Billie Silvey
May 2007
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Have you been watching the new Discovery series, Planet
Earth? If you haven't, you might consider renting it.  It's one
of the most stunningly beautiful nature series I've ever seen.
The camera crew spent years getting rare and remarkable
footage.

The show takes an ecological perspective, showing life in
varied environments around the world--deserts, deep oceans,
fresh water, forests.  A similar presentation could be made
based on the seasons of the year.

The
seasons are caused by the tilt of the earth, which remains
the same as the earth circles the sun.  Each season lasts about
three months, or a quarter of the year, and each has its own
special beauty.  You can see it in the trees and in the colors of
the garden, as illustrated by these pictures of a single tree and
scenes from
Kew Gardens through the year.
Home
The
Seasons
Spring
Summer
When the north pole is pointing
toward the sun, our hemisphere
receives the sun's rays more
directly, making it warmer.  The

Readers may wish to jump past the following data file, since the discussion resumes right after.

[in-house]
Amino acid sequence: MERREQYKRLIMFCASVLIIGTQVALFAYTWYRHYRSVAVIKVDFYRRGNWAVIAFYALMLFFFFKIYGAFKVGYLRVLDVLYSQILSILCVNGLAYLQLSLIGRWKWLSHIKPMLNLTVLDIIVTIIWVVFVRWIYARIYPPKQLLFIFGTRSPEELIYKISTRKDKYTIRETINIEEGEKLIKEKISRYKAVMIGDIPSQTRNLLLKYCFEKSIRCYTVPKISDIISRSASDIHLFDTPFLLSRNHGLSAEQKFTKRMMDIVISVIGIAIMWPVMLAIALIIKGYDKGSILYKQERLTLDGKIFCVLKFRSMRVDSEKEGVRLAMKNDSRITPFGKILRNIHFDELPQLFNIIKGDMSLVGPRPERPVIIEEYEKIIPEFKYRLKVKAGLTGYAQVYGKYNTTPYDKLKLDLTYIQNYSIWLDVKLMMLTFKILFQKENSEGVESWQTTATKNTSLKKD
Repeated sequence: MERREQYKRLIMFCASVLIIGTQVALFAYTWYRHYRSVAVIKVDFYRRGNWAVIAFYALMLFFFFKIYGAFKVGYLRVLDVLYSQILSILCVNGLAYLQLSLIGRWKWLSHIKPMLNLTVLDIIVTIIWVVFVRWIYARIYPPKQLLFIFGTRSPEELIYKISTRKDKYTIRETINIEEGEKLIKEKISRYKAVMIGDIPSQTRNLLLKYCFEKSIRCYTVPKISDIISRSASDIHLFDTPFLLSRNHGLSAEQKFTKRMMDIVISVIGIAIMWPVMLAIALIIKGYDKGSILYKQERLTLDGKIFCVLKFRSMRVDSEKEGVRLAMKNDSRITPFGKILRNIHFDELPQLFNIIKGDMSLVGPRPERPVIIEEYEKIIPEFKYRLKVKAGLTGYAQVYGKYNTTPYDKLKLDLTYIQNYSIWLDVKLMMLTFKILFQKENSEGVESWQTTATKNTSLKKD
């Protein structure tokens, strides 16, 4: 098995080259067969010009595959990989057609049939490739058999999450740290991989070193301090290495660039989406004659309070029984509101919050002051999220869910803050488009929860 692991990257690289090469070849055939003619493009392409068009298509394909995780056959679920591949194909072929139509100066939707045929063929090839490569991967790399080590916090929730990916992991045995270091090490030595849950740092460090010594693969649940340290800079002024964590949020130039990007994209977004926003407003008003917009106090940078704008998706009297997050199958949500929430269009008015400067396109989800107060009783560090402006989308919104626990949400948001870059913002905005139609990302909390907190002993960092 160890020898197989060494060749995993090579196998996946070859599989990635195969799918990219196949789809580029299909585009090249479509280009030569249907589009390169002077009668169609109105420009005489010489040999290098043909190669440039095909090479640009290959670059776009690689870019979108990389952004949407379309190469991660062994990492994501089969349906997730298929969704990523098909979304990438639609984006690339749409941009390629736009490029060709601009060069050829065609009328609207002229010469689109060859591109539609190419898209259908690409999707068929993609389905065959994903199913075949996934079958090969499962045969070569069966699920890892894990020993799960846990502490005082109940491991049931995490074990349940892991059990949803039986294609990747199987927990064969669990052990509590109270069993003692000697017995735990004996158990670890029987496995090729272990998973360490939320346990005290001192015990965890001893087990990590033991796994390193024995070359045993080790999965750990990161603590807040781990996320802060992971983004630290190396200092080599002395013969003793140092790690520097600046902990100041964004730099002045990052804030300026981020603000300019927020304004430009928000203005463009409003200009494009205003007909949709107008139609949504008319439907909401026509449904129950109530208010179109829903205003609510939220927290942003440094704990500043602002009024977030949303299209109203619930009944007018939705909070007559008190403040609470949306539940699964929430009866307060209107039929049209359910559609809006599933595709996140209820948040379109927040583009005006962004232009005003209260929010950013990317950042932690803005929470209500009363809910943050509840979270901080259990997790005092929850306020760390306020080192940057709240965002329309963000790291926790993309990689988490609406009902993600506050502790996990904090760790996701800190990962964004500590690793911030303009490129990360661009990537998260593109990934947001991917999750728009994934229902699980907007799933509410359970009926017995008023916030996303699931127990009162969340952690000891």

days last longer, and we call it
summer.

Solstice is a word for those  times
of extreme temperature when the
sun is closest and furthest from us.  
Solstice means "sun stands still."  
The summer solstice, or longest day
of the year, is June 21st or 22nd.

In summer, the strong, bold  colors
of sunflowers, dahlias, zinneas and
snapdragons stand out against the
lush canopy of green.
Fall
The second temperate season, the
autumnal equinox marking the
beginning of fall, is September 22nd
or 23rd.

The rich fall colors result when the
trees stop making the chlorophyll that
makes leaves green, allowing us to
see the other pigments in the leaves.  

The best fall folliage I've seen was in
the Shenandoah Valley in Virginia.  I
also love the liquid amber trees in
Los Angeles as they turn red and
then purple.
Winter
When the north pole points away
from our hemisphere,  the sun hits us
less directly.  The nights are long,
and the days are short and cold.
The
winter solstice, or shortest
day, is December 21st or 22nd.

Evergreens add dark green and
berries, a touch of red  to the
black-and-white pallet.  Pine cones
and berries provide life-sustaining
food in the bleak season, and a
mantle of snow sprinkles the scene  
with glitter as plants die back to be
reborn next spring.
Spring begins with the new buds and
blossoms of the
vernal equinox, a
time of temperate weather when day
and night are equal in length. It occurs
on March 20th or 21st.

Spring colors the garden in pastels.  
Its
flowers include daffodils, tulips, lilies
and irises.
Seasons of the Soul
Growing